I had three full dinners in association with the ICC. On Sunday, I went to a Presenters party at the Andaz Fifth Avenue Hotel and feasted on a voluptuous Louisiana seafood raw bar prepared by Brian Landry of Borgne Restaurant in New Orleans. I’m not generally partial to eating Gulf oysters raw (I typically prefer those from the Northeast for their higher salinity), but the oysters shucked by Chef Landry were huge, pristine, full of natural salinity and simply outstanding. Landry also prepared blue crab “lollipops”. The crabs had been separated and cleaned so that one simply had to pick up the claw and feast on the body meat still attached. I also thoroughly enjoyed dishes from Woodberry Kitchen, Richard Blais, Marc Forgione and Robert Truitt and sumptuous cocktails from Audrey Saunders and Kenta Goto. I left my Canon home for this, so if you want to see the photos I took, please follow me on Instagram (docsconz).After the always incredible StarChefs Monday evening cocktail party (where else can one carry a cocktail made by Dave Wondrich in one hand and one made by Dave Arnold in the other?), I attended a sponsored dinner at the lovely Peruvian Restaurant Raymi featuring dishes by StarChefs presenters Virgilio Martinez of the London, England restaurant Lima, Marilu Madueño Martinezof the Lima, Peru restaurant Huaca Pucllana and Raymi chef Jaime Pesaque. Peruvian flavors are so delicious and exciting. This dinner brought back wonderful memories of my own trip to Peru, where I had the pleasure of dining at Huaca Pucllana.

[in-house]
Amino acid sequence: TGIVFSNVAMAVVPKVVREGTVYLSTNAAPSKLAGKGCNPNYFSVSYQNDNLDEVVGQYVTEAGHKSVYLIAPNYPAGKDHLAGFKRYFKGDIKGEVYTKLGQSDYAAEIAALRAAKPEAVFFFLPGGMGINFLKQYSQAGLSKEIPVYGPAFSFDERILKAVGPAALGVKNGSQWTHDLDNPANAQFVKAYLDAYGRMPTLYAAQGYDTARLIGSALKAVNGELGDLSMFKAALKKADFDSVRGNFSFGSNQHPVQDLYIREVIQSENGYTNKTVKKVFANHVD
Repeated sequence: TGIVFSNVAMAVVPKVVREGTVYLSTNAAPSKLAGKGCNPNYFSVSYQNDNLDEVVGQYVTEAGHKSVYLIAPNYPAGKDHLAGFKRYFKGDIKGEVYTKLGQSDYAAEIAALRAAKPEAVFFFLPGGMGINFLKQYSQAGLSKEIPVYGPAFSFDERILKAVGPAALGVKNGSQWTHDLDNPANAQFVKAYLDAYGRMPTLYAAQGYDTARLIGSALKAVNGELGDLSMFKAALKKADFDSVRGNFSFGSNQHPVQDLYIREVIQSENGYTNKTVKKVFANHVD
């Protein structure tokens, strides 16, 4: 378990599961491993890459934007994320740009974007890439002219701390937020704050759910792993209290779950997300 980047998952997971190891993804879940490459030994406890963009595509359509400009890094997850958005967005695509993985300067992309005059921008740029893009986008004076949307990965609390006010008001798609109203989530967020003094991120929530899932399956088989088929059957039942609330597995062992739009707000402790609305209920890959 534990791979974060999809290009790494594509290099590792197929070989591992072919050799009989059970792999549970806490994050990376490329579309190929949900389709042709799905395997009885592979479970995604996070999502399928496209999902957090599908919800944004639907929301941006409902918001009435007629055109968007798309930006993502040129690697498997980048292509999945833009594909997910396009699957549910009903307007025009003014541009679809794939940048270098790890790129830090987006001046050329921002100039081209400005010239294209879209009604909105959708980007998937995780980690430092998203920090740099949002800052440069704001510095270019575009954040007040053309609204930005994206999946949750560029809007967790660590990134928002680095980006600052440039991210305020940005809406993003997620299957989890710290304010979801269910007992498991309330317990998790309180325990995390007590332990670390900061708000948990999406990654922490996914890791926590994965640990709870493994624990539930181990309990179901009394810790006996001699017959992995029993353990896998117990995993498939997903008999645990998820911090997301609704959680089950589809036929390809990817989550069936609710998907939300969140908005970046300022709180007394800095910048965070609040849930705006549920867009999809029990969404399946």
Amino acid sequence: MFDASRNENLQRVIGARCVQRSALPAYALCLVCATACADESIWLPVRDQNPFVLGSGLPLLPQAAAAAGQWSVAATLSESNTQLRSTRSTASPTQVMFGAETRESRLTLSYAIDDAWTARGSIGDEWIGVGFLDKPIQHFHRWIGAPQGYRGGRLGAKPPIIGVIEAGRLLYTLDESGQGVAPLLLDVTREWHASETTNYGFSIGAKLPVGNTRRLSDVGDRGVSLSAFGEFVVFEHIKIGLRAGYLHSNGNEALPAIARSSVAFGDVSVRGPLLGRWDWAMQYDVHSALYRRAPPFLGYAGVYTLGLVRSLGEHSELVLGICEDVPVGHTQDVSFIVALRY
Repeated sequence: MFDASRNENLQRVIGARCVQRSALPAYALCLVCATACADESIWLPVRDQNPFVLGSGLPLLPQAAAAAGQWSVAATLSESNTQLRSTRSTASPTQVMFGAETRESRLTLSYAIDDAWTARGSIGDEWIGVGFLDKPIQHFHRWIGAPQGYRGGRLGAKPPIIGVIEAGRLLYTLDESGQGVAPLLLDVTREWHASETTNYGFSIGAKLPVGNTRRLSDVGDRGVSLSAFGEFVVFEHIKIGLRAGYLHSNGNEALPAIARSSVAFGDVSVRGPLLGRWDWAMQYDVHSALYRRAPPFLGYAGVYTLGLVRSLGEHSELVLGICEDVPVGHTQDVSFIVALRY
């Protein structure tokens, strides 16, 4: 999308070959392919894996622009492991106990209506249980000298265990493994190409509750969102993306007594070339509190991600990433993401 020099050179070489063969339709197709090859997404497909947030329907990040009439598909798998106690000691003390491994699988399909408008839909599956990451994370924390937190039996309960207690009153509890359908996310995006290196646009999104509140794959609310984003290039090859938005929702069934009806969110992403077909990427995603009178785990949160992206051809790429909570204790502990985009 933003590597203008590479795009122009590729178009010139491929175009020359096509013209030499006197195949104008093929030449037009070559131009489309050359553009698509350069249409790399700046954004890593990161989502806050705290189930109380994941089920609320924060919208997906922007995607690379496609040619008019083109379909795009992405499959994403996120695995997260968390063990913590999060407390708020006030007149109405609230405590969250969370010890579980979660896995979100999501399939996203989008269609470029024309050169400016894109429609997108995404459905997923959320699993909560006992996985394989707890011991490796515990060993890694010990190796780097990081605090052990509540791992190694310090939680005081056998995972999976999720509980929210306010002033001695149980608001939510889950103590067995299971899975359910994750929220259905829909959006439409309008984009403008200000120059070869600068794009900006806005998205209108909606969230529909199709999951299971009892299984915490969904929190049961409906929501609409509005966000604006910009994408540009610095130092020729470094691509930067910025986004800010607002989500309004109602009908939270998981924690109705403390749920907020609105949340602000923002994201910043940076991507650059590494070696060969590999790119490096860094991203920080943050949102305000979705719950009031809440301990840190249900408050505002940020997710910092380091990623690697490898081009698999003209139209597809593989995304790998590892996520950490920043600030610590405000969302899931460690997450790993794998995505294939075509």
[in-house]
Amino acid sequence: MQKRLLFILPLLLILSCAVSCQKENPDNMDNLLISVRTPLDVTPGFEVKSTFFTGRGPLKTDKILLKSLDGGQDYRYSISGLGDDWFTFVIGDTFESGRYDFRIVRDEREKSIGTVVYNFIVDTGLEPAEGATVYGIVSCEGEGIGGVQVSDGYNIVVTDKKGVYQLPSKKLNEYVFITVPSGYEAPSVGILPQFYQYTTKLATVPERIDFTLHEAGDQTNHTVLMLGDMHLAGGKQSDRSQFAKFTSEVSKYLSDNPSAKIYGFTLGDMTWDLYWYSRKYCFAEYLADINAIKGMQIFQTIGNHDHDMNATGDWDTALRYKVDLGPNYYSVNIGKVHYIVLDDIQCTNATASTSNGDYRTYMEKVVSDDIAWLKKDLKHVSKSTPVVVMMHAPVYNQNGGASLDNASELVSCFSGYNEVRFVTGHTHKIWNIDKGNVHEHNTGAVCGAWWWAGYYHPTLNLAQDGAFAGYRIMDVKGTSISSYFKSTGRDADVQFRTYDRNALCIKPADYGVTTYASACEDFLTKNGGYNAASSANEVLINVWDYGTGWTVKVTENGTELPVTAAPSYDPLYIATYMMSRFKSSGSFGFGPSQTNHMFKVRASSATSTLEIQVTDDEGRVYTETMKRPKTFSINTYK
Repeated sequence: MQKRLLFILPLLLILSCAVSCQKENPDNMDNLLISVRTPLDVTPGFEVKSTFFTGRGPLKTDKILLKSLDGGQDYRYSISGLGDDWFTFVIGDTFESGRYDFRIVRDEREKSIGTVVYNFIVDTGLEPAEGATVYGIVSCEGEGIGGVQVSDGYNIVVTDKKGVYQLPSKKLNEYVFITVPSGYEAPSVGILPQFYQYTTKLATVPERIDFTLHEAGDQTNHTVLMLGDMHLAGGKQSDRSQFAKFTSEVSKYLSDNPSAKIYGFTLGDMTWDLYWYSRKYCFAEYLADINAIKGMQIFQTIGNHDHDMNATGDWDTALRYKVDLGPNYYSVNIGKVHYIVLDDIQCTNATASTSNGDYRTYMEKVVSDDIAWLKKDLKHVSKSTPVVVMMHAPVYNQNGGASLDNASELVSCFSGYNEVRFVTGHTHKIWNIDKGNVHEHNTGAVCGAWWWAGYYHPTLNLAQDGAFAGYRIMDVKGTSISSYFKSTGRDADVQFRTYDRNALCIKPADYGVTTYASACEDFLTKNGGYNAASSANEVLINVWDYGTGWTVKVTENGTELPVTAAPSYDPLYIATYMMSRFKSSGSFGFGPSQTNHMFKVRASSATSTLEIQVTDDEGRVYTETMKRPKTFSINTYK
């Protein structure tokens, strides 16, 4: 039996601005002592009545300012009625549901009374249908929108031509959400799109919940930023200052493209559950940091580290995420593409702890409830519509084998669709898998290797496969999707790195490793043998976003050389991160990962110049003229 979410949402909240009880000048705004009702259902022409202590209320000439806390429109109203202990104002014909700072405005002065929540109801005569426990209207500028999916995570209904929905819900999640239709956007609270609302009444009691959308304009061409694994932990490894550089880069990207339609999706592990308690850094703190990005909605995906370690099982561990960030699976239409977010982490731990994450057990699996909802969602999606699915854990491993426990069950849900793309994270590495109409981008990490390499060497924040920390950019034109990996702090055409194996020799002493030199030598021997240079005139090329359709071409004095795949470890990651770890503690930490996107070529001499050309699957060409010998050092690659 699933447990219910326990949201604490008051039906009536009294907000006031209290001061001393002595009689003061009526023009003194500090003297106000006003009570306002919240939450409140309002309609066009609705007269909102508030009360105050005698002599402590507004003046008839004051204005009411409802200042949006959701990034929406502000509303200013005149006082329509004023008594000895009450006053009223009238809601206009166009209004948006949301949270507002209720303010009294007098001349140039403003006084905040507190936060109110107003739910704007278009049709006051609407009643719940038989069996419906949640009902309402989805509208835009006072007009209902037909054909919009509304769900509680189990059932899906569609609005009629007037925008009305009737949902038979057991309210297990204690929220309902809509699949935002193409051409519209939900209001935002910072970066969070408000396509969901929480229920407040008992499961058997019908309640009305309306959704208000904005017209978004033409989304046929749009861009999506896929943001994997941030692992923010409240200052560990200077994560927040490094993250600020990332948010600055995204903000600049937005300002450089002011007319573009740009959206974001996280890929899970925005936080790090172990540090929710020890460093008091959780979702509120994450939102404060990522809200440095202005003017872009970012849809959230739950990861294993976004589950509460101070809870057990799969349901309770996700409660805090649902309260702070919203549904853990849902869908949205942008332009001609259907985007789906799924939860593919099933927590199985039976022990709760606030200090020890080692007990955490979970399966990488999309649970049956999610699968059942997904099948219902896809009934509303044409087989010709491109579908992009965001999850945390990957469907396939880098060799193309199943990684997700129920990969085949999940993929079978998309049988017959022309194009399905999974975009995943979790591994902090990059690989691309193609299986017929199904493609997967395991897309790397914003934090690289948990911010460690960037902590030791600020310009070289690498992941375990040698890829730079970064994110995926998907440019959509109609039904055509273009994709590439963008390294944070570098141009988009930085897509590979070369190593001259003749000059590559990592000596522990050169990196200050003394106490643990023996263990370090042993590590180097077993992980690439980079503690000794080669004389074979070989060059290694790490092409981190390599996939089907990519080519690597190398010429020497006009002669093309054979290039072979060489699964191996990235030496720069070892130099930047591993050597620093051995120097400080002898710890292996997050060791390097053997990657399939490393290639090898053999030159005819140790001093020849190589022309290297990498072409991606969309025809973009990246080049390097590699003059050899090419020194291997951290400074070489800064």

After the conclusion of the ICC, I had the opportunity to dine at a special dinner at the Andaz Wall Street restaurant Wall and Water joining two seemingly disparate talents as Jordan Kahn of Red Medicine in Los Angeles and Bocuse d’Or winner Mathias Dahlgren of his eponymous restaurants in Stockholm, Sweden. Truth was, their styles meshed beautifully with both creating food that was interesting, creative and tasty.It was a special way to end the Congress. (Flick’r photoset)I stayed a few extra days in the City. Pete Wells recently took down the classic Le Cirque. A restaurant like Le Cirque is not typically on my dining radar, as I usually spend my time in NYC visiting restaurants I hadn’t been to before, but it had been quite some time since I had dined at Le Cirque and when I had, it was Le Cirque 2000. Had the quality really dropped? Curious, I wanted to see for myself and visited along with my sister. At my request, we were seated at the kitchen table, where we were treated like royalty. Though it was not the kind of dinner that I could or would want to eat every night – it was quite rich – the food and service were sublime. The sweetbreads, in particular, were so good, I could not take a sip of wine, lest I wash away their lingering sensual delight. Sitting in the kitchen, we were also able to observe the flow and attitudes of the staff. While certain to be on their best behavior, it is difficult to hide bad habits and none were observed. I was saddened to learn the very next day that Chef Olivier Reginensi was to be replaced as head chef in the wake of the Wells review. I will post further on this meal. (Flick’r Photoset) The next day was a big food day. I took the A Train up to 125th St in Harlem for lunch at Red Rooster. This is a sharp restaurant that blends the disparate influences on Chef Marcus Samuelsson’s life into a seamless and tasty whole. His “Fried Yard Bird” has rightfully engendered a reputation for being delicious and unique within the fried chicken constituency, but it is far from the only wonderful dish on the menu. I also thoroughly enjoyed the Shrimp and Dirty Rice. (Flick’r Photoset) That same evening I went downtown to Tribeca for dinner at the newly minted Michelin starred, Korean inflected Jungsik, which has totally revamped the space that was formerly the legendary Chanterelle. Jungsik does the space proud. The Korean influence is strong, but the food is clearly fine dining, prepared and served with sophistication and elegance. There was heat in some of the dishes, but the burn was controlled and never hindered the development and exposition of flavor or texture when it was present. It wasn’t the prettiest dish or the easiest to photograph, but the Korean Risotto may have been my favorite. It combined a variety of great flavors and textures into a truly delicious and fun experience, keeping my attention through its kaleidoscopic journey over my taste buds. (Flick’r Photoset) I followed dinner with my second visit of the week to the sensational new cocktail lounge, Pouring Ribbons. Run by the rock-star super-group of Toby Maloney, Troy Sidle and Joaquin Simó, the cocktails are delicious, inventive and fun and the setting ideal for conversation and sipping. It’s a bit out of the way for the rest of Manhattan, but it’s East Village location was easy for me to return to my comfortable hotel, The Maritime, just across town in Chelsea. The next morning was perfect for strolling all over lower Manhattan from the Highline Park to Chelsea Market, where I had the one down bite of my week, a terribly tasteless and dry shrimp “ceviche” from the usually reliable The Lobster Place. I continued to Union Square for the Green Market and down to The World Trade Center and back up through Chinatown, Soho and into the East Village for an extraordinary dinner at Empellón Cocina featuring the wonderful Enrique Olvera in the first of what promises to be a superb collaborative dinner series at Empellón Cocina called “The Push Project.” The next one will feature Alex Stupak’s former co-worker and former pastry-now-savory chef, Jordan Kahn of L.A.’s Red Medicine. (Flick’r Photoset) In this dinner Stupak, his wife Lauren Resler and his agave expert brother-in-law Matt Resler, teamed with Olvera to create an utterly delicious and star-studded dinner. Though the dishes were creative and not clearly traditional, they were undoubtedly “Mexican” in their influence and spirit. Olvera’s Chilpachole de Almejas y Raiz de Cilantro was but one unforgettable dish to come from this dinner, which appropriately ended this memorable week as my wife and I drove back to our upstate home upon its conclusion.